Chasing Fireflies—and Better Cellular Imaging Techniques

A glowing firefly sitting in a person's open palm. Firefly. Credit: Stock photo.

The yellow-green glow from this summer’s fireflies teased my kids across the yard. Max and Stella zigzagged the grass, occasionally jumping into the air to cup a firefly in their hands and then proudly shouting, “I got one!”

Chasing fireflies on a summer night is a childhood rite of passage for many, including Nathan Shaner who grew up in New Jersey. “It was one of my favorite things about summer,” he recalls. “I’d catch them with my hands—I’d never jar them.”

Today, Shaner studies the science of bioluminescence, which gives fireflies and many other organisms the natural ability to emit light. His goal is to make bright bioluminescent tags that he and other scientists can use to study living cells in greater detail. “There’s this very beautiful thing that evolved in nature, and we can use it to enable new discoveries,” he says.

Thousands of organisms glow as a way to communicate, spook predators, lure prey or attract mates. There are a few terrestrial examples, such as fireflies, glowworm insect larvae and foxfire fungi, and many more aquatic ones, including types of marine plankton, fish, jellyfish, shrimp, squid and sea urchins. One research team estimated nearly three quarters of sea life have bioluminescent capabilities.

Images of examples of bioluminescence. Bioluminescence is common across the tree of life (left to right): Panellus Stipticus (foxfire fungi); Lampryis noctiluca (glowworm insect); Aurelia Aurita (moon jellyfish). Credit: Wikimedia Commons, Ylem; Wikimedia Commons, Wofl; stock photo.

Every studied case of bioluminescence involves oxygen, a light-emitting pigment called luciferin and a protein called luciferase. Luciferase encourages the pigment’s reaction with oxygen, releasing energy in the form of light. Although many bioluminescent creatures have their own form of luciferase, they share just a handful of luciferins. For example, the luciferin called coelenterazine is found in many aquatic organisms.

Shaner mainly works with coelenterazine in his California-based lab at the Scintillon Institute. It’s his “favorite” luciferin, he says, for a variety of reasons. The brightest luciferases that use coelenterazine are half the size of green fluorescent protein, another natural light-emitting molecule scientists have harnessed for biological imaging. The small size, says Shaner, means these luciferases could be good for tagging proteins in a biological sample. Firefly luciferase, by comparison, is bigger and has slower reaction times.

Shaner has spent nearly a decade figuring out how aquatic creatures make coelenterazine and dissecting its interactions with luciferases. Knowing these details has helped him and his team create bioluminescent reactions that glow brighter and longer. Coelenterazine has just two amino acid building blocks, raising hopes that scientists may be able to coax other organisms into synthesizing it on their own.

Four tubes containing the ingredients that produce bioluminescence. Details about the basic biology and chemistry of the ingredients that produce bioluminescence are allowing scientists to harness it as an imaging tool. Credit: Nathan Shaner, Scintillon Institute.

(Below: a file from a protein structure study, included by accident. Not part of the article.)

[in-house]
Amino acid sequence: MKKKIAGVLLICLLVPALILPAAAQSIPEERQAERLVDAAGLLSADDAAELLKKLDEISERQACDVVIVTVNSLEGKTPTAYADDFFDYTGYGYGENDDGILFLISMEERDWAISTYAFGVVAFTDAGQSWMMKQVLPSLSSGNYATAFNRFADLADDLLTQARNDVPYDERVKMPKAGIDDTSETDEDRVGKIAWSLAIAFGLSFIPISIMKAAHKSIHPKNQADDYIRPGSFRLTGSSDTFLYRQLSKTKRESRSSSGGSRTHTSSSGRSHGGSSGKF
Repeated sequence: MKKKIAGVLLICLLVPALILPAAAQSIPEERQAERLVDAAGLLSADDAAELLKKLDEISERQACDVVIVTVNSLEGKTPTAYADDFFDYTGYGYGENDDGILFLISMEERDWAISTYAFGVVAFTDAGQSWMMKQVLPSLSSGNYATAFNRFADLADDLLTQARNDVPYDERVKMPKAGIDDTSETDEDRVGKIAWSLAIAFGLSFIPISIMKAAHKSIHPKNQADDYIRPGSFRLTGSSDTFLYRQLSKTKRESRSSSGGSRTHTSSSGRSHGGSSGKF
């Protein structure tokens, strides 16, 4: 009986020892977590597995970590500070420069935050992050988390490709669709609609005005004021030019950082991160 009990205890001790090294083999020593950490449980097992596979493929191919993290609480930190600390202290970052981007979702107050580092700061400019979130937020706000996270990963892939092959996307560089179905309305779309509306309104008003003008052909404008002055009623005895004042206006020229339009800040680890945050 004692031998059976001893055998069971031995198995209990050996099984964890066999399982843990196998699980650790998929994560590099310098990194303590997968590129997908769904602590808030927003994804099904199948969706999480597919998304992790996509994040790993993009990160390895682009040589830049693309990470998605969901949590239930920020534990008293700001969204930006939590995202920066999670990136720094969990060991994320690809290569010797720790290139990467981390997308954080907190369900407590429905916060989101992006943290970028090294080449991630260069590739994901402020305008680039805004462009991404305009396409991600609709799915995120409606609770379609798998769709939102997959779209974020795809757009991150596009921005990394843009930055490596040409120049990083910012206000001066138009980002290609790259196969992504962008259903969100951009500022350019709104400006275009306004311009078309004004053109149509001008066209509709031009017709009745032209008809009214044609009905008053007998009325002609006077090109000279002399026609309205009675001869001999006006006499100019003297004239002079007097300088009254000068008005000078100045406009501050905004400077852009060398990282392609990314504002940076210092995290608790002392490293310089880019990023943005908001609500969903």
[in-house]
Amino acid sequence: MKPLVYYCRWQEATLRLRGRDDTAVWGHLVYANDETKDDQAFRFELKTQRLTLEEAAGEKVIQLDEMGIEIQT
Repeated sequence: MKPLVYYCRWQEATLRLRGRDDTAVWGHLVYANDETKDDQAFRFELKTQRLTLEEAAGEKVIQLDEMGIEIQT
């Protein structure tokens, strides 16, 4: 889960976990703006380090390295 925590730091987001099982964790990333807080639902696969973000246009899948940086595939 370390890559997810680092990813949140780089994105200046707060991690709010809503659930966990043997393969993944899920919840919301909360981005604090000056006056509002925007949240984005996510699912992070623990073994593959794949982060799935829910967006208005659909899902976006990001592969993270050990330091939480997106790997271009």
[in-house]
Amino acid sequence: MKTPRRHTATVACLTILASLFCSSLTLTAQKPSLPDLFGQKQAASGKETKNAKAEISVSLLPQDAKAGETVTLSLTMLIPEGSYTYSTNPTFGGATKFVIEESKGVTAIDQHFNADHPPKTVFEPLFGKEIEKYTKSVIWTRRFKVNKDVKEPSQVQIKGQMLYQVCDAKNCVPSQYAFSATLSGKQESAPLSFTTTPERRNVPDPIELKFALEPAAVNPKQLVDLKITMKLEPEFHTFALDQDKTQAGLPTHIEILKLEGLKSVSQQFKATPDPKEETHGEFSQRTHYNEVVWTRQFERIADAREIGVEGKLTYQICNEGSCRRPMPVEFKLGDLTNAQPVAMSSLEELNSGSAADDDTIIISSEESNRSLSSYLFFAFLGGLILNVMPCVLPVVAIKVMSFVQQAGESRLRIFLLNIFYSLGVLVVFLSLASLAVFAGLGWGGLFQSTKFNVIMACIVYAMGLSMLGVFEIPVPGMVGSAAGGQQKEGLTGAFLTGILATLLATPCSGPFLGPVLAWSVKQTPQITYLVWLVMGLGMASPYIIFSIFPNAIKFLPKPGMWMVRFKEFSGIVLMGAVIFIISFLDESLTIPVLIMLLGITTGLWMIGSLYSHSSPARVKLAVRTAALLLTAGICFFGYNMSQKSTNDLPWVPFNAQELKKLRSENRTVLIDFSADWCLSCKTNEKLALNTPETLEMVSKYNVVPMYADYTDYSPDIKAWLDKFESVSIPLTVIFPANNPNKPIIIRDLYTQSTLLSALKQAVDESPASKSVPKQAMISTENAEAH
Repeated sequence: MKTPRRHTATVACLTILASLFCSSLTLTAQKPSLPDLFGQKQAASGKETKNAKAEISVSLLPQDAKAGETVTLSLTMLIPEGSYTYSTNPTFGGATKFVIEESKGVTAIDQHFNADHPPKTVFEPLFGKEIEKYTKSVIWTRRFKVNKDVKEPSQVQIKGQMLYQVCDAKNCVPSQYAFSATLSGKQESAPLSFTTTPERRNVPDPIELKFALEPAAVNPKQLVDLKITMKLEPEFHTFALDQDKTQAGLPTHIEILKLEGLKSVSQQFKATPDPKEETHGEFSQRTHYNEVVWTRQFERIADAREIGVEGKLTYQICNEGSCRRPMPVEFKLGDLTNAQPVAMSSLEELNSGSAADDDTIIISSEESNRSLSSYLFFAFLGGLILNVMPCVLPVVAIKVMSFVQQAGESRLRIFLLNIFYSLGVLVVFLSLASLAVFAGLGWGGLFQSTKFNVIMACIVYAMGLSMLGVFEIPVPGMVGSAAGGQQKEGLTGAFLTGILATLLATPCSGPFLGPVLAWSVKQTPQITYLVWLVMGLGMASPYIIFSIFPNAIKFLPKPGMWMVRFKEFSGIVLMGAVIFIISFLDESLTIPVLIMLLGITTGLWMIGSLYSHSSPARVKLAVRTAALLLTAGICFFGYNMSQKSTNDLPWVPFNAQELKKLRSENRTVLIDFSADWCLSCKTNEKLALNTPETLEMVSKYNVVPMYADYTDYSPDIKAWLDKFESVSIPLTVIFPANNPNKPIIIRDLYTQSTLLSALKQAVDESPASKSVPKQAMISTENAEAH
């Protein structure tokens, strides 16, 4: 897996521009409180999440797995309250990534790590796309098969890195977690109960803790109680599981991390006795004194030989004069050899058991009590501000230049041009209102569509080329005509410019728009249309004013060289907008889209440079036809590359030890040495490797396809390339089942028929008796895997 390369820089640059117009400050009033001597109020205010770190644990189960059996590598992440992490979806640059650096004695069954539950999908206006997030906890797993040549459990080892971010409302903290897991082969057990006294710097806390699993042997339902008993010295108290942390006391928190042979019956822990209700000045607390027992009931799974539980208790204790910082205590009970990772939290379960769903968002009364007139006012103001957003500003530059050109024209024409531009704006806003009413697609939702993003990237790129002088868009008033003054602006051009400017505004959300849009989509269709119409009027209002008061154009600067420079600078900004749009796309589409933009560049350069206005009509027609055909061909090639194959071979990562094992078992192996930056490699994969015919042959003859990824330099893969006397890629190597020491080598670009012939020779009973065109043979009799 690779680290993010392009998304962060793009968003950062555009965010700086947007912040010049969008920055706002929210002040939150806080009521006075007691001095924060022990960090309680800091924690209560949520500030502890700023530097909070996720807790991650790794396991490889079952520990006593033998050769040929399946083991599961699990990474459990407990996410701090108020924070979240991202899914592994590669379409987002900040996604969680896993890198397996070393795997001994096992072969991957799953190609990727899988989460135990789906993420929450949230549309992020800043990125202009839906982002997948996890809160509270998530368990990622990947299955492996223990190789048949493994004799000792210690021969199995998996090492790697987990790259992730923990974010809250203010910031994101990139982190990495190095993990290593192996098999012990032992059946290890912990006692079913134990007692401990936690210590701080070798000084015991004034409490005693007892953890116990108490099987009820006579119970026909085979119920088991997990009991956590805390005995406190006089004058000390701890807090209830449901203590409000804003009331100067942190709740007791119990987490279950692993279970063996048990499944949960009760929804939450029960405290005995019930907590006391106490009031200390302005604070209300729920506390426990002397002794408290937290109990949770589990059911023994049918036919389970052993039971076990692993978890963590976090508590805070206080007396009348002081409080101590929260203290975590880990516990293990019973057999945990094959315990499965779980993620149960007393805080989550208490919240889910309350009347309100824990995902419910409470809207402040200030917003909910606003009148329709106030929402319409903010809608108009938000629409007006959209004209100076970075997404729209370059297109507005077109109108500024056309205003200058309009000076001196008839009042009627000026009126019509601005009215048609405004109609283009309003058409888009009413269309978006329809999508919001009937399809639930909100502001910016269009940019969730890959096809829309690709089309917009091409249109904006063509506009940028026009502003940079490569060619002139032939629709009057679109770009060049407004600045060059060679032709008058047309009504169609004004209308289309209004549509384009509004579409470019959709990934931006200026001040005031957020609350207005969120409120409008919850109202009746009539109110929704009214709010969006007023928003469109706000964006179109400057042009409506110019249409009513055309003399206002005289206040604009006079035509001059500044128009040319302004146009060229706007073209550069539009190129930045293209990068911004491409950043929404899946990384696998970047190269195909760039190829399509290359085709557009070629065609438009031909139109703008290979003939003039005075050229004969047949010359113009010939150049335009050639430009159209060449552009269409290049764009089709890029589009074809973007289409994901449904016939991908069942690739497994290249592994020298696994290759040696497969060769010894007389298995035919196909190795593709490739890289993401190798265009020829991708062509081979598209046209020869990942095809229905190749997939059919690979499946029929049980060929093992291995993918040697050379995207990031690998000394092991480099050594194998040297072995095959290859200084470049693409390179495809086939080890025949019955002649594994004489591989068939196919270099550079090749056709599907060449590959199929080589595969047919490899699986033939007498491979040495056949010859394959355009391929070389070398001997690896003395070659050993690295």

This picture, which Shaner took with his phone, shows four tubes containing the ingredients that produce bioluminescence. In each tube, coelenterazine appears buoyant, swirling as it interacts with luciferase. Luciferase alone emits a purple color. It emits other colors, as shown in the three tubes on the right, when it’s attached to different fluorescent proteins. The reactions captured here lasted up to 10 minutes, but Shaner says a continuous shot of luciferin could produce an inextinguishable glow.

The ability to use bioluminescence to image live cells and their parts offers several advantages over existing techniques. Bioluminescence imaging, unlike fluorescence imaging, does not require the application of external light. “The intensity of light in fluorescence imaging is enormous and is going to have an impact on the sample,” says Shaner, explaining that the light can kill or damage molecules in the cell. “We want to observe cells in their most pristine state.” The external light also can produce fluorescence arising from the natural contents of the cell, diminshing the contrast of the fluorescent signal from the parts of interest.

Although bioluminescence imaging provides less phototoxicity and better contrast, it is not nearly as bright as fluorescence imaging. The brightest luciferases emit about four photons per second. To be most useful as imaging tools, Shaner estimates they’ll need to emit up to 1,000 photons per second. Another drawback Shaner is working to overcome: Turning bioluminescence on and off, which would allow cell parts to light up as others go dark.

“Fluorescent proteins changed science so much when they were discovered,” says Shaner, who trained in the lab of fluorescent protein pioneer and Nobel laureate Roger Tsien. “I’m excited about the kinds of biological questions scientists may be able to answer with bioluminescence imaging.”

In the meantime, Max and Stella will continue to chase fireflies and, like Shaner, admire beauty in nature.

Shaner’s research is funded by NIH under grants R01GM121944, R01GM109984 and U01NS099709.